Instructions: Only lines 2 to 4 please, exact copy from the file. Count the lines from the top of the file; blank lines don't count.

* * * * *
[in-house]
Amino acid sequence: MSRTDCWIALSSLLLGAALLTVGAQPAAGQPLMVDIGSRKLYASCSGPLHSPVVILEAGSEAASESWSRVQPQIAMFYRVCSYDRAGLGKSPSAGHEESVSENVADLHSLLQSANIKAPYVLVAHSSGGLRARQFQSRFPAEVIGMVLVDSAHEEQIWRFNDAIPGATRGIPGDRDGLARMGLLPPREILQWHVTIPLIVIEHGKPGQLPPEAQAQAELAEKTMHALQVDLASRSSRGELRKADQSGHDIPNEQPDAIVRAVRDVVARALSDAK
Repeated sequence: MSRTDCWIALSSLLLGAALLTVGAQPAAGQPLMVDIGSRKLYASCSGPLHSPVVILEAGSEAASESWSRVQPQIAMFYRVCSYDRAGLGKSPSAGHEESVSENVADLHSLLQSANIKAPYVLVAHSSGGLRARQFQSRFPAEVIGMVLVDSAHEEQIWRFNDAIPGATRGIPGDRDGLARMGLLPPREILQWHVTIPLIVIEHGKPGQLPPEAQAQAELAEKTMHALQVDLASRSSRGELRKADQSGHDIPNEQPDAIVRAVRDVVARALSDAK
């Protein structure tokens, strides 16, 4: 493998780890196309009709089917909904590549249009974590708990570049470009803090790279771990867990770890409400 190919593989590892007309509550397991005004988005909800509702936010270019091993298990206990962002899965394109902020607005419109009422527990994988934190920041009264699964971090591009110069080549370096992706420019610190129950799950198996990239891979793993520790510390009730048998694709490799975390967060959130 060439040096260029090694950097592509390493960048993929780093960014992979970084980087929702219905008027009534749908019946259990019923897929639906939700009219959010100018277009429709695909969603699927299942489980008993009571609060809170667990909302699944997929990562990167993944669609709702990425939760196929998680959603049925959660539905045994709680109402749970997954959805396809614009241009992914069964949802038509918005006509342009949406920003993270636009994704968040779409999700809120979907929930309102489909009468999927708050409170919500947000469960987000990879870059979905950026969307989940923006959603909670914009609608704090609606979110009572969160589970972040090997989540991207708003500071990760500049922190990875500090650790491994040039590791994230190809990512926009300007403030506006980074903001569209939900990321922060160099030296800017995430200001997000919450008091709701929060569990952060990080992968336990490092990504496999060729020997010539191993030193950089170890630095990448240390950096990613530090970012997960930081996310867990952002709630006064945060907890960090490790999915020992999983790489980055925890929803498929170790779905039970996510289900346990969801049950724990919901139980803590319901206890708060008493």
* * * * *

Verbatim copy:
Amino acid sequence: MSRTDCWIALSSLLLGAALLTVGAQPAAGQPLMVDIGSRKLYASCSGPLHSPVVILEAGSEAASESWSRVQPQIAMFYRVCSYDRAGLGKSPSAGHEESVSENVADLHSLLQSANIKAPYVLVAHSSGGLRARQFQSRFPAEVIGMVLVDSAHEEQIWRFNDAIPGATRGIPGDRDGLARMGLLPPREILQWHVTIPLIVIEHGKPGQLPPEAQAQAELAEKTMHALQVDLASRSSRGELRKADQSGHDIPNEQPDAIVRAVRDVVARALSDAK
Repeated sequence: MSRTDCWIALSSLLLGAALLTVGAQPAAGQPLMVDIGSRKLYASCSGPLHSPVVILEAGSEAASESWSRVQPQIAMFYRVCSYDRAGLGKSPSAGHEESVSENVADLHSLLQSANIKAPYVLVAHSSGGLRARQFQSRFPAEVIGMVLVDSAHEEQIWRFNDAIPGATRGIPGDRDGLARMGLLPPREILQWHVTIPLIVIEHGKPGQLPPEAQAQAELAEKTMHALQVDLASRSSRGELRKADQSGHDIPNEQPDAIVRAVRDVVARALSDAK
């Protein structure tokens, strides 16, 4: 493998780890196309009709089917909904590549249009974590708990570049470009803090790279771990867990770890409400 190919593989590892007309509550397991005004988005909800509702936010270019091993298990206990962002899965394109902020607005419109009422527990994988934190920041009264699964971090591009110069080549370096992706420019610190129950799950198996990239891979793993520790510390009730048998694709490799975390967060959130 060439040096260029090694950097592509390493960048993929780093960014992979970084980087929702219905008027009534749908019946259990019923897929639906939700009219959010100018277009429709695909969603699927299942489980008993009571609060809170667990909302699944997929990562990167993944669609709702990425939760196929998680959603049925959660539905045994709680109402749970997954959805396809614009241009992914069964949802038509918005006509342009949406920003993270636009994704968040779409999700809120979907929930309102489909009468999927708050409170919500947000469960987000990879870059979905950026969307989940923006959603909670914009609608704090609606979110009572969160589970972040090997989540991207708003500071990760500049922190990875500090650790491994040039590791994230190809990512926009300007403030506006980074903001569209939900990321922060160099030296800017995430200001997000919450008091709701929060569990952060990080992968336990490092990504496999060729020997010539191993030193950089170890630095990448240390950096990613530090970012997960930081996310867990952002709630006064945060907890960090490790999915020992999983790489980055925890929803498929170790779905039970996510289900346990969801049950724990919901139980803590319901206890708060008493």